Catholic Diocese of Spokane, Washington
Official News Magazine of the Diocese of Spokane
P.O. Box 48, Spokane WA 99210
(509) 358-7340; FAX: (509) 358-7302
by Father Jan Larson
by Father Jan Larson
(From the April 29, 2010 edition of the Inland Register)
One thing that people will notice who study the various liturgical rites of the Church is that every ritual, whether it be the ordination of a bishop or the blessing of a rosary, begins with a proclamation of Godís Word. This is the principle: God speaks to us first through the Scriptural readings and preaching, and then we make our human response. At the celebration of the Eucharist this means that the liturgy of the word comes first, followed by the Liturgy of the Eucharist. Indeed, a number of key liturgical documents refer to the table of the word and the table of the Eucharist. At the table of the word (the ambo or pulpit) the bread of Godís Word is presented and broken to be our nourishment. Then the bread of the Eucharist is presented and broken at the altar table for our nourishment.
The Scriptures were read at the beginning of the liturgy from earliest times. The Church had its roots in Judaism, where every synagogue service centered on readings from the Jewish Scriptures. These Scriptures told the story of Godís relationship with Israel, and to this record the Christians soon added the words of Jesus and passages from the teachings of the Twelve. St. Justin the Martyr, in the middle of the second century, testifies to the format of readings that were used in his day at the beginning of the Eucharistic liturgy: ďThe memoirs of the apostles and the writings of the prophets are read for as long as time permits.Ē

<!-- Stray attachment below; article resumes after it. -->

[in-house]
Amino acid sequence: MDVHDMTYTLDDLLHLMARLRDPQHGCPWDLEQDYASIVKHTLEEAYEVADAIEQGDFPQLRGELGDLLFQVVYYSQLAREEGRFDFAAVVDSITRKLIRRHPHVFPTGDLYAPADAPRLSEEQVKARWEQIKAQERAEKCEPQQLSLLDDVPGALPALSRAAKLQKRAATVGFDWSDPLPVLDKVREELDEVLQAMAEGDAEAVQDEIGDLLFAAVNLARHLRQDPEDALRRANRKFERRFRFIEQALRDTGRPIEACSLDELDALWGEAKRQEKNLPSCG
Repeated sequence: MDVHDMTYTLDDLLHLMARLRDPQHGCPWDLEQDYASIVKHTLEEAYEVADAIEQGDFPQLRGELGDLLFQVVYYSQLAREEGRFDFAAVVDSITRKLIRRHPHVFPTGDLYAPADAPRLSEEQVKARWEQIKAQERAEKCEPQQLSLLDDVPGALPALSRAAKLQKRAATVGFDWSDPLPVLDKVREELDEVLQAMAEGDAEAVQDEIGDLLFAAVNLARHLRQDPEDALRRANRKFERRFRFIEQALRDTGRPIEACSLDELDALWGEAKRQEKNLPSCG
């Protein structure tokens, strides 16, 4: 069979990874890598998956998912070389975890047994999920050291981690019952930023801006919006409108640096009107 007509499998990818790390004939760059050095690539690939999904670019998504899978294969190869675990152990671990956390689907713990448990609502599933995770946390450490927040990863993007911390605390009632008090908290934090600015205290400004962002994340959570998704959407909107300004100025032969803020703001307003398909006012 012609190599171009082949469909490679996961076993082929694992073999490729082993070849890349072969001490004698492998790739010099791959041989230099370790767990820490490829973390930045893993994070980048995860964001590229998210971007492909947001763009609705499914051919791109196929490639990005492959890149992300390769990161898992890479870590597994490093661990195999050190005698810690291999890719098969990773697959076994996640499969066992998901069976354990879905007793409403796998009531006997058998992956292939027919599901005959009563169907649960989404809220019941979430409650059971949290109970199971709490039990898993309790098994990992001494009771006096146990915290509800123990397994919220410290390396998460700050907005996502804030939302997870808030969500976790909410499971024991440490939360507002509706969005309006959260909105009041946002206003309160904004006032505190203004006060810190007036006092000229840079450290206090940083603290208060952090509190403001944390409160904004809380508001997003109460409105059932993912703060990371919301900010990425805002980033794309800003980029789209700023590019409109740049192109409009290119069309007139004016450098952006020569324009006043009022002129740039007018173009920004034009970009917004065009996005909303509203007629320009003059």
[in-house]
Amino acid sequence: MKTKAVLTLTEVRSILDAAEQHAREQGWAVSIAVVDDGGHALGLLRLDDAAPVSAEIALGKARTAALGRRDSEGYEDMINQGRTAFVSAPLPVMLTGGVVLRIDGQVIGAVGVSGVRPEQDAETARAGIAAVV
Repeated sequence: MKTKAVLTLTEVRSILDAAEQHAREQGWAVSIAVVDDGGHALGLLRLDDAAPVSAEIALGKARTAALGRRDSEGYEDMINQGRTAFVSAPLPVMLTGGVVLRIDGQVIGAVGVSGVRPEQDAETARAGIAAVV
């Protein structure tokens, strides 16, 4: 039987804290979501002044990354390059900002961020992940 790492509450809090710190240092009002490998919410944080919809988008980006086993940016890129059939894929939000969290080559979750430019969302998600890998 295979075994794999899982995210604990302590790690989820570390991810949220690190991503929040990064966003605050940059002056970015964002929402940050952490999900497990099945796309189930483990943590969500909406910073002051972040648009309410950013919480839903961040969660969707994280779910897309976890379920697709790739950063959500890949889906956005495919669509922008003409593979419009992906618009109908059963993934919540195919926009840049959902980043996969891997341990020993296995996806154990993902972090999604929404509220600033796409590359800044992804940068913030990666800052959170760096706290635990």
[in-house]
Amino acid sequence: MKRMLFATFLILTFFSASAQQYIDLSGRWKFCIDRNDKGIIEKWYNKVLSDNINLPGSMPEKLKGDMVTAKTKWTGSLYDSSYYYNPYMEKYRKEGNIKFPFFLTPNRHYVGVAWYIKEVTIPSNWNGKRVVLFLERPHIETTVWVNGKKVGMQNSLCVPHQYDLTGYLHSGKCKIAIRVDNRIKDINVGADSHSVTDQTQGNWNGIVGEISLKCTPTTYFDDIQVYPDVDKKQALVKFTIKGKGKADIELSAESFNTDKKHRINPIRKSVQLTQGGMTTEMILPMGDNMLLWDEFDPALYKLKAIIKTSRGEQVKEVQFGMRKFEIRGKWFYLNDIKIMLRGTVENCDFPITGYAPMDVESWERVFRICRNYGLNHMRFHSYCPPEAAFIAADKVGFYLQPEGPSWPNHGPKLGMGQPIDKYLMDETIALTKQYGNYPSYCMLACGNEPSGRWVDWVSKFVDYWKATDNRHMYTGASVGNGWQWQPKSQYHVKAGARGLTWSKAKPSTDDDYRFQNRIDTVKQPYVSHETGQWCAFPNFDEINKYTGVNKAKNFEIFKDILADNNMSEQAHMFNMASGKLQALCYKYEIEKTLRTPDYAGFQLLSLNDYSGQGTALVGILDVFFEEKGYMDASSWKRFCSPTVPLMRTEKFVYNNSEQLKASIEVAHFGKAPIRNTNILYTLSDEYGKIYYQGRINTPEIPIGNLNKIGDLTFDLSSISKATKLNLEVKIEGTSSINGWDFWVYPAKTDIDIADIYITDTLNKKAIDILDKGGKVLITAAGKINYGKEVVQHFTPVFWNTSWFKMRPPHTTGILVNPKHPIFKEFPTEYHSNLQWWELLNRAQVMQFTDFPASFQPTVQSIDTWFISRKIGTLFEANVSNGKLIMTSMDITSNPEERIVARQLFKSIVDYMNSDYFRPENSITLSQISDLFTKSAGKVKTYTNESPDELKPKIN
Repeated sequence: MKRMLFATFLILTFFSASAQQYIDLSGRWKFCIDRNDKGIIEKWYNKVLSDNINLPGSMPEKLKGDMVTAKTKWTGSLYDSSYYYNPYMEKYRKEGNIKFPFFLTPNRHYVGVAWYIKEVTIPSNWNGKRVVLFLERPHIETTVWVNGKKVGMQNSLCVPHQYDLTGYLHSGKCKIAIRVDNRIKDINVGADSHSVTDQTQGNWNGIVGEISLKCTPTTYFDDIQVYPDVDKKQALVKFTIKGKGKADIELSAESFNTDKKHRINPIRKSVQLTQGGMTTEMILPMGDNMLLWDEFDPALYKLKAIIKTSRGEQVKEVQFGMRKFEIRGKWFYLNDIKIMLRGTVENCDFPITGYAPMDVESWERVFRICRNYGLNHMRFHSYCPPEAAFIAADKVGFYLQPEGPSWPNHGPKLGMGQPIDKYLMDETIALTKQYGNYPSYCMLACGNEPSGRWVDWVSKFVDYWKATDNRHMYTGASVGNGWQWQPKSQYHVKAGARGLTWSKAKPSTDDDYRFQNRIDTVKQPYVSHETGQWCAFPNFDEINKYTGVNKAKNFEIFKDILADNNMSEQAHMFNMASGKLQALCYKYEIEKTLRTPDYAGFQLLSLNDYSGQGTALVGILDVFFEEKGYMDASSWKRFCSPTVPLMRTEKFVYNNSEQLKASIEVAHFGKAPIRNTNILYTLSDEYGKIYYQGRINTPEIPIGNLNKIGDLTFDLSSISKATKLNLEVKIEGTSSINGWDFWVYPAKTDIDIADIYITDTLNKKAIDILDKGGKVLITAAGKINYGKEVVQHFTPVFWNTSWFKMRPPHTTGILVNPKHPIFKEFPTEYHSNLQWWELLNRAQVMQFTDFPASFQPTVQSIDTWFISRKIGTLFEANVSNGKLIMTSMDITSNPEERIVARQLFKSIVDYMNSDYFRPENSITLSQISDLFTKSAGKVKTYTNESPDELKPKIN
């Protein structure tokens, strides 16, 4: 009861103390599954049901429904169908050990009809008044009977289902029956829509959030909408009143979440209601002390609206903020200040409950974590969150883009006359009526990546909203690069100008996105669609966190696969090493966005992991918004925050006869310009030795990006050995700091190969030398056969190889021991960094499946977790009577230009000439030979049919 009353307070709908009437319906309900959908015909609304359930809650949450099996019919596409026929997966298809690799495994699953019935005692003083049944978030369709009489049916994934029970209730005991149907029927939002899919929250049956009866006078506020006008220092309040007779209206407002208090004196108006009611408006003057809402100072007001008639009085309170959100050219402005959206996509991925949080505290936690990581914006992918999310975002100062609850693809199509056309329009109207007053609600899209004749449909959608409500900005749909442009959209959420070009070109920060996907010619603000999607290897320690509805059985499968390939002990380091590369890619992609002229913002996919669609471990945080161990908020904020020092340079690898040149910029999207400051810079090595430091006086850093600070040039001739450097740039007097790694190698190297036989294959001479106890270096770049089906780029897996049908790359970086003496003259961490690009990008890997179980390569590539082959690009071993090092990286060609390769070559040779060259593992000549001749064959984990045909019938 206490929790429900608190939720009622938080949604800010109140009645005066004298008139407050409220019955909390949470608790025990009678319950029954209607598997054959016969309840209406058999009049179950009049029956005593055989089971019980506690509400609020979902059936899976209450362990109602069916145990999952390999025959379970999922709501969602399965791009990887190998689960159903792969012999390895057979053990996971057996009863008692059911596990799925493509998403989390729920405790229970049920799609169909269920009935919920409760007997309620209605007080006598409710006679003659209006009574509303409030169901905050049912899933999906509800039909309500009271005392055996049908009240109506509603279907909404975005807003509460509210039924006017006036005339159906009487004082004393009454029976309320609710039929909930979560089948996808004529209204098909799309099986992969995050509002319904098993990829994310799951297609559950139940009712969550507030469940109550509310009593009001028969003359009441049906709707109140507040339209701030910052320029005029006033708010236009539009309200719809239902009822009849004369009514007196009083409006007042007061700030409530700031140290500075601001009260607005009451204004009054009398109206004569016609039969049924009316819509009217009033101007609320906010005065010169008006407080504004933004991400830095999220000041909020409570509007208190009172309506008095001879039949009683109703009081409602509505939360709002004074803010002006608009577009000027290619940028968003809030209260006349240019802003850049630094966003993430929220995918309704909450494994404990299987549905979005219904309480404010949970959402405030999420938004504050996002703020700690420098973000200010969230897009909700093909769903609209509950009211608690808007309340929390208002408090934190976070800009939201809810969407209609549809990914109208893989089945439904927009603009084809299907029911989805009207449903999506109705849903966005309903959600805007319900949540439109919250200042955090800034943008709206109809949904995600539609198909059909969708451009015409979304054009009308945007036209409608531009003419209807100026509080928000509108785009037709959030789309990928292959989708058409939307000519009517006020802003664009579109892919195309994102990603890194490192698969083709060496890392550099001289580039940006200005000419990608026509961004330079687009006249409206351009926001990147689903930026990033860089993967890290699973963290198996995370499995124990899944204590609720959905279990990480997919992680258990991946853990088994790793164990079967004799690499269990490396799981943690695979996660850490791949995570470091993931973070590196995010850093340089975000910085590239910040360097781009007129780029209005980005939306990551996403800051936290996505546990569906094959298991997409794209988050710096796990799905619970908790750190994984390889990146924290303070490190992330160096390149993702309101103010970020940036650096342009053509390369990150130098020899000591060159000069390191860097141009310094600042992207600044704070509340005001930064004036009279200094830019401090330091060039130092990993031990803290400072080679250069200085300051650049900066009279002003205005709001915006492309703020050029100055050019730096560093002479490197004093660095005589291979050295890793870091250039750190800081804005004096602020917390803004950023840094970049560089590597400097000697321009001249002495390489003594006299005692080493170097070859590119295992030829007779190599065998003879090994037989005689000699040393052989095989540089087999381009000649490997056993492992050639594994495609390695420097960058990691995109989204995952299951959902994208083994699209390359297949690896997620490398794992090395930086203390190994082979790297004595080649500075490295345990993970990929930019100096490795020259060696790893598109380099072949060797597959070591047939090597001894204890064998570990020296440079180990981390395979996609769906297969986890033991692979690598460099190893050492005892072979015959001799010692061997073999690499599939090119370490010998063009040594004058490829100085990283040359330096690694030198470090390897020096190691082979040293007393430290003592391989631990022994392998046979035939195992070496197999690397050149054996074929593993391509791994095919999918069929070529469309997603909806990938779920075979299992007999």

Christians, however, had a quite different perspective on the readings that were proclaimed at their liturgies. The Constitution on the Sacred Liturgy in our own day summarizes their particular belief: It is the risen Christ ďhimself who speaks when the holy Scriptures are read in the Church.Ē This belief is rooted in St. Lukeís account of the two disciples walking on their way to the town of Emmaus. The early Church, and we today, see in this wonderful story the intimate connection between Godís word and Godís sacrament. Jesus, unrecognized by the two disciples, joined them on the journey, and began to explain the Scriptures to them Ė to break open the bread of Godís Word. It was only after this experience that, at the end of their journey, the disciples were able to sit with the risen Lord, to dine with him, and there recognize his presence in the action of breaking bread at the table.
The same pattern of action happens today. The proclamation of the Scripture and the preaching disclose something important and exciting about the mystery of Godís kingdom. Remembering Godís deeds in the past, we then offer praise in the great prayer of thanksgiving Ė what we call the Eucharistic Prayer. Having been nourished by the bread of the word, we come to the table of the Eucharist, where, like the amazed disciples of Emmaus, we come to know the risen Jesus in the breaking of the Eucharistic bread.†
(Father Larson is a priest of and liturgical consultant for the Archdiocese of Seattle.)